Stereolithography is one of the best-known processes for printing 3D plastic components. The method uses photolithographic light exposure that causes liquid resins to harden, layer by layer. However, this additive process has one significant disadvantage: it requires supports that the user must include in the design; construct during the process; and then laboriously remove from the product.
The Fraunhofer Institute for Laser Technology ILT is collaborating with the company Rapid Shape to develop an efficient alternative to this process. A liquid resin is still used and is applied layer by layer to a resin reservoir. Similar to other systems built by the German company, a LED light unit illuminates the liquid resin in the component’s layered geometry.
“Much like with a projector, an image is projected into the resin bath and the polymer hardens in the areas that are illuminated. The resin in other areas initially remains liquid,” explain Holger Leonards and Andreas Hoffmann, project managers at Fraunhofer ILT.
Supports were used up to now because the plastic structures, which are often delicate, would otherwise collapse.
“Users dislike these process-related supports because additional CAD preparation and time-consuming follow-up work delay the production process,” says Andreas Geitner, technical director at Rapid Shape. The process developed in cooperation between research and industry not only works without supports, it also enables components to be positioned in the entire build volume without being connected to the platform, as the project partners report.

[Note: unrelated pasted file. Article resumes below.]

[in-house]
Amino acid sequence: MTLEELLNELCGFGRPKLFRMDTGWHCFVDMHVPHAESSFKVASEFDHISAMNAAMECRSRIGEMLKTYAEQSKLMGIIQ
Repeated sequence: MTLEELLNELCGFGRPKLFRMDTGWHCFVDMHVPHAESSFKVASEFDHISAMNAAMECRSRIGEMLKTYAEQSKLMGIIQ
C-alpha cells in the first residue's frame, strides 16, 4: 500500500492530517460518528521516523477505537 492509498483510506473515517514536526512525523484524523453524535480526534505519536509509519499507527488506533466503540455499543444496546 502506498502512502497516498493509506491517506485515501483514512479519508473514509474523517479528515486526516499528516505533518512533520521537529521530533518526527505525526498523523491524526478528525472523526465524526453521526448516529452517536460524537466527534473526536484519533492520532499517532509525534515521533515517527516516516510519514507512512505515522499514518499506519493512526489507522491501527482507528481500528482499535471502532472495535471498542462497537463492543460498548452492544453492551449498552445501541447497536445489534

“Furthermore, we can create 3D components directly in the build volume, anywhere we choose,” Holger Leonards explains. “The components no longer have to be built on platform. Because the total build volume is being used more efficiently, each 3D printing job can create significantly more parts.”
The scientists from Aachen and their industrial partners are making use of hybrid technology: they solidify the liquid monomer photochemically by means of light, and thermally by means of cold.
“The material is applied warm, and then irreversibly cured by light,” says Leonards. “At the same time, the cooled installation space ensures that the thermoset component being created layer by layer freezes to form a block with the resin that has solidified like wax.”
The user can subsequently liquefy this at room temperature, so that the support material drains off. What remains are the 3D printed components that just need to be briefly cleaned and post-cured. The aim in future is for these steps to be automated in a process chain too.
While two curing procedures are used, the development stage process is called “TwoCure”. For this new type of 3D printing, the material and photochemical process were developed by Fraunhofer ILT, while the procedure and systems technology were successfully realized by Rapid Shape. The first prototype has already been built and should soon be ready for series production.